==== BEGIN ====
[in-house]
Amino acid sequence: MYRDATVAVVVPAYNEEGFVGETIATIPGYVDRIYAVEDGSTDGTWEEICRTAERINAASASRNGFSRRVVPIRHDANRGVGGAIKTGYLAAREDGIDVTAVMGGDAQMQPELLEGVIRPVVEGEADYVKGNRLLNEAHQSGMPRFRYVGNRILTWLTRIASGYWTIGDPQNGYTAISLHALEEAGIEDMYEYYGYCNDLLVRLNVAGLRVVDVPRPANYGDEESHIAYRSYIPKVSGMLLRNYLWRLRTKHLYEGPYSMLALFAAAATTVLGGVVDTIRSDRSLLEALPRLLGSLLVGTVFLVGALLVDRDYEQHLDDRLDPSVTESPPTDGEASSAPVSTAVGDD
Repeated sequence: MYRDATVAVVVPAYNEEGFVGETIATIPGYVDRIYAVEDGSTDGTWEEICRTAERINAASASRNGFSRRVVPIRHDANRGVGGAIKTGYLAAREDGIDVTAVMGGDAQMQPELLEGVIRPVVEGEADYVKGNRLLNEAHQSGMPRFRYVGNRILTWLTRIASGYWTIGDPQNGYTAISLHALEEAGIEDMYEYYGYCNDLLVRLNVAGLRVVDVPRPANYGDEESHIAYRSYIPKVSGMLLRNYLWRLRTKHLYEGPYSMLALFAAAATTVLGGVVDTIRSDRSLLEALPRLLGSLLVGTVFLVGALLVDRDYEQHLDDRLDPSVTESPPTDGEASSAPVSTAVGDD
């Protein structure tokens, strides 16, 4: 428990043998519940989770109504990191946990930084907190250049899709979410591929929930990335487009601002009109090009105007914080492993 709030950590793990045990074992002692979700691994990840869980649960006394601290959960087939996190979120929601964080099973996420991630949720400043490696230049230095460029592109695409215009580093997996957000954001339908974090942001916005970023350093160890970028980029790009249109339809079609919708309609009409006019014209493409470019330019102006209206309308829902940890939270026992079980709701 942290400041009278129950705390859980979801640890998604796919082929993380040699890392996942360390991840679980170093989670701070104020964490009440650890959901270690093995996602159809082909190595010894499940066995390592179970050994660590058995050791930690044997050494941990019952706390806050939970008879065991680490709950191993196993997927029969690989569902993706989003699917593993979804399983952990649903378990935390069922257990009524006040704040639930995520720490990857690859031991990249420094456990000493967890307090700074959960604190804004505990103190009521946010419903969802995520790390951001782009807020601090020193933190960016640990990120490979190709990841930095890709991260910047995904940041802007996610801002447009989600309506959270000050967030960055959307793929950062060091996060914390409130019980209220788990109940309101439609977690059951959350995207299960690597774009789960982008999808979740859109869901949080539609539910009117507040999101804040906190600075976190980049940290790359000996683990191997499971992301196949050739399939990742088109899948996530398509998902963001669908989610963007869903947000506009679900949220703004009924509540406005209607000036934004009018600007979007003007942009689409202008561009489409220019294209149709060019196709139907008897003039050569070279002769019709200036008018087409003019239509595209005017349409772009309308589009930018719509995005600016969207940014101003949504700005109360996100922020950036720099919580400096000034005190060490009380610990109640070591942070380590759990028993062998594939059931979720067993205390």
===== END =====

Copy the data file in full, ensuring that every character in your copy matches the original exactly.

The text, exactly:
[in-house]
Amino acid sequence: MYRDATVAVVVPAYNEEGFVGETIATIPGYVDRIYAVEDGSTDGTWEEICRTAERINAASASRNGFSRRVVPIRHDANRGVGGAIKTGYLAAREDGIDVTAVMGGDAQMQPELLEGVIRPVVEGEADYVKGNRLLNEAHQSGMPRFRYVGNRILTWLTRIASGYWTIGDPQNGYTAISLHALEEAGIEDMYEYYGYCNDLLVRLNVAGLRVVDVPRPANYGDEESHIAYRSYIPKVSGMLLRNYLWRLRTKHLYEGPYSMLALFAAAATTVLGGVVDTIRSDRSLLEALPRLLGSLLVGTVFLVGALLVDRDYEQHLDDRLDPSVTESPPTDGEASSAPVSTAVGDD
Repeated sequence: MYRDATVAVVVPAYNEEGFVGETIATIPGYVDRIYAVEDGSTDGTWEEICRTAERINAASASRNGFSRRVVPIRHDANRGVGGAIKTGYLAAREDGIDVTAVMGGDAQMQPELLEGVIRPVVEGEADYVKGNRLLNEAHQSGMPRFRYVGNRILTWLTRIASGYWTIGDPQNGYTAISLHALEEAGIEDMYEYYGYCNDLLVRLNVAGLRVVDVPRPANYGDEESHIAYRSYIPKVSGMLLRNYLWRLRTKHLYEGPYSMLALFAAAATTVLGGVVDTIRSDRSLLEALPRLLGSLLVGTVFLVGALLVDRDYEQHLDDRLDPSVTESPPTDGEASSAPVSTAVGDD
């Protein structure tokens, strides 16, 4: 428990043998519940989770109504990191946990930084907190250049899709979410591929929930990335487009601002009109090009105007914080492993 709030950590793990045990074992002692979700691994990840869980649960006394601290959960087939996190979120929601964080099973996420991630949720400043490696230049230095460029592109695409215009580093997996957000954001339908974090942001916005970023350093160890970028980029790009249109339809079609919708309609009409006019014209493409470019330019102006209206309308829902940890939270026992079980709701 942290400041009278129950705390859980979801640890998604796919082929993380040699890392996942360390991840679980170093989670701070104020964490009440650890959901270690093995996602159809082909190595010894499940066995390592179970050994660590058995050791930690044997050494941990019952706390806050939970008879065991680490709950191993196993997927029969690989569902993706989003699917593993979804399983952990649903378990935390069922257990009524006040704040639930995520720490990857690859031991990249420094456990000493967890307090700074959960604190804004505990103190009521946010419903969802995520790390951001782009807020601090020193933190960016640990990120490979190709990841930095890709991260910047995904940041802007996610801002447009989600309506959270000050967030960055959307793929950062060091996060914390409130019980209220788990109940309101439609977690059951959350995207299960690597774009789960982008999808979740859109869901949080539609539910009117507040999101804040906190600075976190980049940290790359000996683990191997499971992301196949050739399939990742088109899948996530398509998902963001669908989610963007869903947000506009679900949220703004009924509540406005209607000036934004009018600007979007003007942009689409202008561009489409220019294209149709060019196709139907008897003039050569070279002769019709200036008018087409003019239509595209005017349409772009309308589009930018719509995005600016969207940014101003949504700005109360996100922020950036720099919580400096000034005190060490009380610990109640070591942070380590759990028993062998594939059931979720067993205390």